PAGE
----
There are loads of bikes out there for under 2k. What do you consider "old"? What's "slow" to you? The 750 has 75 HP (supposedly) and will run freeways with narry a hiccup. Hydraulic lifters, self-adjusting cam chain, it's a work horse. Sure, it's 13 years old, but what of it?

I used to run a Vulcan 500- great bike, if you have short legs. Mine were a little bit too long, so I sold it after a year. Again, a very clean bike, I dropped 2300 on it and it ran great. Not the most powerful thing ever, but handled freeways just fine and was oodles of fun around town.
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Old 12-13-2013, 09:50 AM   #8
radianrider
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Location: Avon, IN Not so much Motorcycle Heaven
Oddometer: 403
You can find a lot of old Suzuki GS bikes for a lot less than that. Buy one, go to thegsresources.com, dive into the maintenance they suggest and have a cheap, reliable older, but still very capable, bike.

Or keep your eyes open for the occasional SV650 that comes in around your budget number and buy it.
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Old 12-13-2013, 09:50 AM   #9
N.Penley OP
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Location: Piney Flats,Tennessee
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I would love to spend under $1,500 and earn the right to post in the cheap bike challenge thread too.

I have been watching Craigslist daily and have yet to find anything to even look at. I suppose its time to look at bikes with a higher asking price and polish up the haggling skills.
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Old 12-13-2013, 10:08 AM   #10
kraven
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Location: Asheville NC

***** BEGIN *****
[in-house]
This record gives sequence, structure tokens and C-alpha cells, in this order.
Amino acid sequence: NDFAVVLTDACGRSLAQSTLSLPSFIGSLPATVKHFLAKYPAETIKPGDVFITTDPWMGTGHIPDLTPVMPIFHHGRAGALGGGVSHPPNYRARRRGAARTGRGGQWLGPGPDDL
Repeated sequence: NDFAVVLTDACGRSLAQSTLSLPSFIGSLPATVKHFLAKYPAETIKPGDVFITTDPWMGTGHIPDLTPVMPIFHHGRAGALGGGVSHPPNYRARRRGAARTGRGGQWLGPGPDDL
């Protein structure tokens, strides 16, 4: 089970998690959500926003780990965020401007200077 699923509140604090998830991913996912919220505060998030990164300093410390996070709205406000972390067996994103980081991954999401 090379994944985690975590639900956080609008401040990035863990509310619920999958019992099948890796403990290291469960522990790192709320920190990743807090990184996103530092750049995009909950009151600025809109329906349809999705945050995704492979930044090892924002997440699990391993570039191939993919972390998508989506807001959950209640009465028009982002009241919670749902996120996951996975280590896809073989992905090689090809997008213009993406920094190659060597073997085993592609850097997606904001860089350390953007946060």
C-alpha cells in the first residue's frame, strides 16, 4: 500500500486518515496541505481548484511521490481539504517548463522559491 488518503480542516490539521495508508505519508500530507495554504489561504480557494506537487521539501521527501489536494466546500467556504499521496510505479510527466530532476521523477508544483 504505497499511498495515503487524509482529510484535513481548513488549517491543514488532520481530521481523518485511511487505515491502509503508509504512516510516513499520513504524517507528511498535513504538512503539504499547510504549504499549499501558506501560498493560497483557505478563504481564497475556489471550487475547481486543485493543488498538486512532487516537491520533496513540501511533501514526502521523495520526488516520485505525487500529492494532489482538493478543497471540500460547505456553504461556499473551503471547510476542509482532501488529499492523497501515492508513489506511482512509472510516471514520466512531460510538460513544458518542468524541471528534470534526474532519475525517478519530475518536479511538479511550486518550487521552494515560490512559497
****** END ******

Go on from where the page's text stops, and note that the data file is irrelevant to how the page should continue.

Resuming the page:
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Downgrading is awesome.

Forget Craigslist. Talk to people you know. Network. There are a lot of old UJM type machines just sitting around that need tires and carb work.
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Old 12-13-2013, 10:32 AM   #11
Jedi Apprentice
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The GS850g is a super nice looking bike that could be had for less than 2k. I was in the same predicament as you months ago and was considering one of these for the same purpose
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Old 12-13-2013, 10:35 AM   #12
Navin
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Quote:
Originally Posted by N.Penley View Post
Tell me about trading for or a cheaper, slower, older, uglier, etc. bike.

I havent had a street bike in almost 2 years and am on the hunt. With a new baby in the house I am not willing to spend above my $2,000 budget. I have never owned a "cheap old bike" and need encuragment.

Can less truely be more?

Tell me about trading or selling your nice, fairly new, and clean ride and picking up an old dirty out dated motorcycle. did you love it or hate it?

You can't downgrade when you don't have anything to begin with.
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Old 12-13-2013, 10:39 AM   #13
kojack06
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Location: Temple, TX
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Quote:
Originally Posted by kraven View Post
Downgrading is awesome.

Forget Craigslist. Talk to people you know. Network. There are a lot of old UJM type machines just sitting around that need tires and carb work.